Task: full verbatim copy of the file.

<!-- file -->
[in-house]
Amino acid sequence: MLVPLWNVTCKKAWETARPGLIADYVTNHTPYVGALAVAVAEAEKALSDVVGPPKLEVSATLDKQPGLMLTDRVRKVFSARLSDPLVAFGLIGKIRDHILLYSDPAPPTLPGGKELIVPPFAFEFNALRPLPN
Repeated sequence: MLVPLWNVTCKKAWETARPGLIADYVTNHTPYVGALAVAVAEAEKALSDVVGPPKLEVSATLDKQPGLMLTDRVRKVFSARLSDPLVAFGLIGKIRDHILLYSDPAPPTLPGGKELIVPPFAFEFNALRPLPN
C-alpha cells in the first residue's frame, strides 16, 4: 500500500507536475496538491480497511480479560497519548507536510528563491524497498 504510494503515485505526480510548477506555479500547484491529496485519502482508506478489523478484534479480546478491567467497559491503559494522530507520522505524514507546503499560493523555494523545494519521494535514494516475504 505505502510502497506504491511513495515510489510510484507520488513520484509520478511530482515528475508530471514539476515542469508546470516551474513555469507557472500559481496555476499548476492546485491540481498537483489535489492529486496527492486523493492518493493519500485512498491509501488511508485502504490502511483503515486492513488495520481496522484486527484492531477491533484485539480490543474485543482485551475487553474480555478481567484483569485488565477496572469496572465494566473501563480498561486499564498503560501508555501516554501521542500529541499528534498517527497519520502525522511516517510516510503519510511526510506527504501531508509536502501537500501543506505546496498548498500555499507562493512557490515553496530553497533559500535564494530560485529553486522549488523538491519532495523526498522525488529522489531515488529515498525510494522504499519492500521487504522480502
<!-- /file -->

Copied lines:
[in-house]
Amino acid sequence: MLVPLWNVTCKKAWETARPGLIADYVTNHTPYVGALAVAVAEAEKALSDVVGPPKLEVSATLDKQPGLMLTDRVRKVFSARLSDPLVAFGLIGKIRDHILLYSDPAPPTLPGGKELIVPPFAFEFNALRPLPN
Repeated sequence: MLVPLWNVTCKKAWETARPGLIADYVTNHTPYVGALAVAVAEAEKALSDVVGPPKLEVSATLDKQPGLMLTDRVRKVFSARLSDPLVAFGLIGKIRDHILLYSDPAPPTLPGGKELIVPPFAFEFNALRPLPN
C-alpha cells in the first residue's frame, strides 16, 4: 500500500507536475496538491480497511480479560497519548507536510528563491524497498 504510494503515485505526480510548477506555479500547484491529496485519502482508506478489523478484534479480546478491567467497559491503559494522530507520522505524514507546503499560493523555494523545494519521494535514494516475504 505505502510502497506504491511513495515510489510510484507520488513520484509520478511530482515528475508530471514539476515542469508546470516551474513555469507557472500559481496555476499548476492546485491540481498537483489535489492529486496527492486523493492518493493519500485512498491509501488511508485502504490502511483503515486492513488495520481496522484486527484492531477491533484485539480490543474485543482485551475487553474480555478481567484483569485488565477496572469496572465494566473501563480498561486499564498503560501508555501516554501521542500529541499528534498517527497519520502525522511516517510516510503519510511526510506527504501531508509536502501537500501543506505546496498548498500555499507562493512557490515553496530553497533559500535564494530560485529553486522549488523538491519532495523526498522525488529522489531515488529515498525510494522504499519492500521487504522480502